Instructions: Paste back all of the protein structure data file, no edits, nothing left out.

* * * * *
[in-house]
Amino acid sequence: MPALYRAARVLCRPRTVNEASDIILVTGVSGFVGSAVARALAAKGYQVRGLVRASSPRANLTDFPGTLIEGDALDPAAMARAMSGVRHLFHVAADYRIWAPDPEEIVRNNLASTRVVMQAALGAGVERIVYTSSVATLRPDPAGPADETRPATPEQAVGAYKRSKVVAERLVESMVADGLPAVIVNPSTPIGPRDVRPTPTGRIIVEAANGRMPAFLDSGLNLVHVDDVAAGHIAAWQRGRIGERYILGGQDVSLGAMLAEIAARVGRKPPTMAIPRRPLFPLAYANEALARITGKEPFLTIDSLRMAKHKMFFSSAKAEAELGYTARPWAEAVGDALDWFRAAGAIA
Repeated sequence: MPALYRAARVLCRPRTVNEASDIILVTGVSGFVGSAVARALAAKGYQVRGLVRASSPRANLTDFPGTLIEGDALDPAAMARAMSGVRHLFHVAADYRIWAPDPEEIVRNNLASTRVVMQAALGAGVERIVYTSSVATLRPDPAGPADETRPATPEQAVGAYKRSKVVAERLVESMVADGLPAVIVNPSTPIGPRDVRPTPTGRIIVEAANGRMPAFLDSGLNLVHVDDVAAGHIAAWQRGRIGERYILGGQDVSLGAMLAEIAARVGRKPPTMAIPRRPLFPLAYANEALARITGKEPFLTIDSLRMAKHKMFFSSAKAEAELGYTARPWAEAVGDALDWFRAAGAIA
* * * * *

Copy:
[in-house]
Amino acid sequence: MPALYRAARVLCRPRTVNEASDIILVTGVSGFVGSAVARALAAKGYQVRGLVRASSPRANLTDFPGTLIEGDALDPAAMARAMSGVRHLFHVAADYRIWAPDPEEIVRNNLASTRVVMQAALGAGVERIVYTSSVATLRPDPAGPADETRPATPEQAVGAYKRSKVVAERLVESMVADGLPAVIVNPSTPIGPRDVRPTPTGRIIVEAANGRMPAFLDSGLNLVHVDDVAAGHIAAWQRGRIGERYILGGQDVSLGAMLAEIAARVGRKPPTMAIPRRPLFPLAYANEALARITGKEPFLTIDSLRMAKHKMFFSSAKAEAELGYTARPWAEAVGDALDWFRAAGAIA
Repeated sequence: MPALYRAARVLCRPRTVNEASDIILVTGVSGFVGSAVARALAAKGYQVRGLVRASSPRANLTDFPGTLIEGDALDPAAMARAMSGVRHLFHVAADYRIWAPDPEEIVRNNLASTRVVMQAALGAGVERIVYTSSVATLRPDPAGPADETRPATPEQAVGAYKRSKVVAERLVESMVADGLPAVIVNPSTPIGPRDVRPTPTGRIIVEAANGRMPAFLDSGLNLVHVDDVAAGHIAAWQRGRIGERYILGGQDVSLGAMLAEIAARVGRKPPTMAIPRRPLFPLAYANEALARITGKEPFLTIDSLRMAKHKMFFSSAKAEAELGYTARPWAEAVGDALDWFRAAGAIA